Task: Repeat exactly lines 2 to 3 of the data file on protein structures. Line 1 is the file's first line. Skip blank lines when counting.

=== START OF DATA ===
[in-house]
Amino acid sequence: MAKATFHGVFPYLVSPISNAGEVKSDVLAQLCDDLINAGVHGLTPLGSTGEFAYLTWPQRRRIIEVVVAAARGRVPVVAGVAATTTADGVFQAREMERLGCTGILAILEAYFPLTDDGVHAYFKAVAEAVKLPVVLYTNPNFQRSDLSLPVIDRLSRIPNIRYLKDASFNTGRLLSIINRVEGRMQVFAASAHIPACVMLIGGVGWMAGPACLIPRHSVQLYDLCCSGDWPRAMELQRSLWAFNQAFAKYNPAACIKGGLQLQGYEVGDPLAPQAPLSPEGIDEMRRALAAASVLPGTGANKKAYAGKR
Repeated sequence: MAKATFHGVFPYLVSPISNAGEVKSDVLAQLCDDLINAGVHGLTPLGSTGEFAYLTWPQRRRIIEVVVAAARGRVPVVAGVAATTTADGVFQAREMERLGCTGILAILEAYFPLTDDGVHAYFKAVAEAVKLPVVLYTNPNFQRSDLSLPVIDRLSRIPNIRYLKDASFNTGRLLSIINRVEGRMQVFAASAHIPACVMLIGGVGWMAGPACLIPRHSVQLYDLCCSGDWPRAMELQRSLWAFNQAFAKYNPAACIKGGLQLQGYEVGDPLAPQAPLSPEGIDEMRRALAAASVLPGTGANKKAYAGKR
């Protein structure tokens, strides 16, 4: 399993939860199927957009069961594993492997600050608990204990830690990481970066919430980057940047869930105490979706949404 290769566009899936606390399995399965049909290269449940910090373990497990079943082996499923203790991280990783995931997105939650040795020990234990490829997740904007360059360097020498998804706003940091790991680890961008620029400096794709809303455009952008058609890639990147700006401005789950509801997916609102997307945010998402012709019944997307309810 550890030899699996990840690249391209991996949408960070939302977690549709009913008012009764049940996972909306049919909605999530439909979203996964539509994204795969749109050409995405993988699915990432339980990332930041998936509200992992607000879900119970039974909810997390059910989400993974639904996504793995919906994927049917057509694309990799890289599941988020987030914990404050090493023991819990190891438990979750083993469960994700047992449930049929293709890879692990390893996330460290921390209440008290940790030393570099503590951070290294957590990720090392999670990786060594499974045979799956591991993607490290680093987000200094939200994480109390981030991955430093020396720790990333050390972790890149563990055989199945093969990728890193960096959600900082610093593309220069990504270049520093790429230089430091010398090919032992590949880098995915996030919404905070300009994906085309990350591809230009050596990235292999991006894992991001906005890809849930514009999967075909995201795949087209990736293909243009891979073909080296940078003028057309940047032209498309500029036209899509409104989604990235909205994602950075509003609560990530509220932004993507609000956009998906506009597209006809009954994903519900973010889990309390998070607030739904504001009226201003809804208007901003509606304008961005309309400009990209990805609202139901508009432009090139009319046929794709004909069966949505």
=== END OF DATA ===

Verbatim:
Amino acid sequence: MAKATFHGVFPYLVSPISNAGEVKSDVLAQLCDDLINAGVHGLTPLGSTGEFAYLTWPQRRRIIEVVVAAARGRVPVVAGVAATTTADGVFQAREMERLGCTGILAILEAYFPLTDDGVHAYFKAVAEAVKLPVVLYTNPNFQRSDLSLPVIDRLSRIPNIRYLKDASFNTGRLLSIINRVEGRMQVFAASAHIPACVMLIGGVGWMAGPACLIPRHSVQLYDLCCSGDWPRAMELQRSLWAFNQAFAKYNPAACIKGGLQLQGYEVGDPLAPQAPLSPEGIDEMRRALAAASVLPGTGANKKAYAGKR
Repeated sequence: MAKATFHGVFPYLVSPISNAGEVKSDVLAQLCDDLINAGVHGLTPLGSTGEFAYLTWPQRRRIIEVVVAAARGRVPVVAGVAATTTADGVFQAREMERLGCTGILAILEAYFPLTDDGVHAYFKAVAEAVKLPVVLYTNPNFQRSDLSLPVIDRLSRIPNIRYLKDASFNTGRLLSIINRVEGRMQVFAASAHIPACVMLIGGVGWMAGPACLIPRHSVQLYDLCCSGDWPRAMELQRSLWAFNQAFAKYNPAACIKGGLQLQGYEVGDPLAPQAPLSPEGIDEMRRALAAASVLPGTGANKKAYAGKR